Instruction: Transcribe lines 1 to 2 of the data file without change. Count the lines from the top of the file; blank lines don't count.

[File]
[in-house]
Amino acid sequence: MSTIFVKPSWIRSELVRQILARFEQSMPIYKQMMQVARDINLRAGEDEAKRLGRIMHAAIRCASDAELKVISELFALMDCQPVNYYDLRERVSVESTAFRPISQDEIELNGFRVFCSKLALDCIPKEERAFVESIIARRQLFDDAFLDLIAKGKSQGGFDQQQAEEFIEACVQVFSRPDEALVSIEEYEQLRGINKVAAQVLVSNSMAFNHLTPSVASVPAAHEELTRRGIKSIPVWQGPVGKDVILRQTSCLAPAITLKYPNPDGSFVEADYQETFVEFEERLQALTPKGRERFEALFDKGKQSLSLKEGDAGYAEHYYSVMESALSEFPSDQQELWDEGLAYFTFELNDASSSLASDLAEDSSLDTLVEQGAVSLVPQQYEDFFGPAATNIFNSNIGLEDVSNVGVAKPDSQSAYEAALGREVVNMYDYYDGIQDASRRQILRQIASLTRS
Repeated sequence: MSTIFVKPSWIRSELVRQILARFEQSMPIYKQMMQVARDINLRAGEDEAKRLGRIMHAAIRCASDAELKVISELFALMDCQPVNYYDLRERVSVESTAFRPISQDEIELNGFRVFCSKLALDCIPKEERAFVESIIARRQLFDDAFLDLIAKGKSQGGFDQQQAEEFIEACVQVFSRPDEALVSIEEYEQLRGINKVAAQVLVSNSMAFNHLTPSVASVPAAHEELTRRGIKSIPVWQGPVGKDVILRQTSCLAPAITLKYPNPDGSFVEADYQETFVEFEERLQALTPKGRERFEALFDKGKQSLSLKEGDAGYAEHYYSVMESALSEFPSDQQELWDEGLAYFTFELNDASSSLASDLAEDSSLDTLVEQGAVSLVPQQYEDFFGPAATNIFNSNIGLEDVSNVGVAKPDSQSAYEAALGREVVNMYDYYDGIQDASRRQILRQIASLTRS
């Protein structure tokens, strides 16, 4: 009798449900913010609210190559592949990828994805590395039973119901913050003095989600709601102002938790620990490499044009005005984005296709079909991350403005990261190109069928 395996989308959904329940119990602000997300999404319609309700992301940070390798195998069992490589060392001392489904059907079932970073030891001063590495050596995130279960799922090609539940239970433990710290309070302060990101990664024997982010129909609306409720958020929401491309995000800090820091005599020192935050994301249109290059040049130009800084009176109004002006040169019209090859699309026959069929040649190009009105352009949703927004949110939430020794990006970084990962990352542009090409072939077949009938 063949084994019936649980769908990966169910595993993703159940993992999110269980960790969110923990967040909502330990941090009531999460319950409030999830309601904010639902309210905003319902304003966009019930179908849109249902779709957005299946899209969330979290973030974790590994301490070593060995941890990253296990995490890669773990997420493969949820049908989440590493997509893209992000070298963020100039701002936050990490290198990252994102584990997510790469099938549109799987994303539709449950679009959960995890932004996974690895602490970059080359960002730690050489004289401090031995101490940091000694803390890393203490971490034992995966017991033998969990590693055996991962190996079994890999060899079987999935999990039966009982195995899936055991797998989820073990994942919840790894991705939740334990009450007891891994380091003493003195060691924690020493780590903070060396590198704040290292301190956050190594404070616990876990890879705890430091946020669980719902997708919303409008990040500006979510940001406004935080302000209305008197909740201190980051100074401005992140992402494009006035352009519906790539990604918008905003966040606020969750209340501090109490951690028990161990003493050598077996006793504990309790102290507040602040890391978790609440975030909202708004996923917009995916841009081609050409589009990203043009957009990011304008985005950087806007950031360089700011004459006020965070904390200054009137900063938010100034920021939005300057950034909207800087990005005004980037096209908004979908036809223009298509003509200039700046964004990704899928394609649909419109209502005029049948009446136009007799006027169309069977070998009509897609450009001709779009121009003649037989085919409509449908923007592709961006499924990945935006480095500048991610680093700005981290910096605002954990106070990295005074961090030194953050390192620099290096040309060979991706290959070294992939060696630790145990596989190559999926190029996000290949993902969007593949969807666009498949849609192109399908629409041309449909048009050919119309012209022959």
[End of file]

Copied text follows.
[in-house]
Amino acid sequence: MSTIFVKPSWIRSELVRQILARFEQSMPIYKQMMQVARDINLRAGEDEAKRLGRIMHAAIRCASDAELKVISELFALMDCQPVNYYDLRERVSVESTAFRPISQDEIELNGFRVFCSKLALDCIPKEERAFVESIIARRQLFDDAFLDLIAKGKSQGGFDQQQAEEFIEACVQVFSRPDEALVSIEEYEQLRGINKVAAQVLVSNSMAFNHLTPSVASVPAAHEELTRRGIKSIPVWQGPVGKDVILRQTSCLAPAITLKYPNPDGSFVEADYQETFVEFEERLQALTPKGRERFEALFDKGKQSLSLKEGDAGYAEHYYSVMESALSEFPSDQQELWDEGLAYFTFELNDASSSLASDLAEDSSLDTLVEQGAVSLVPQQYEDFFGPAATNIFNSNIGLEDVSNVGVAKPDSQSAYEAALGREVVNMYDYYDGIQDASRRQILRQIASLTRS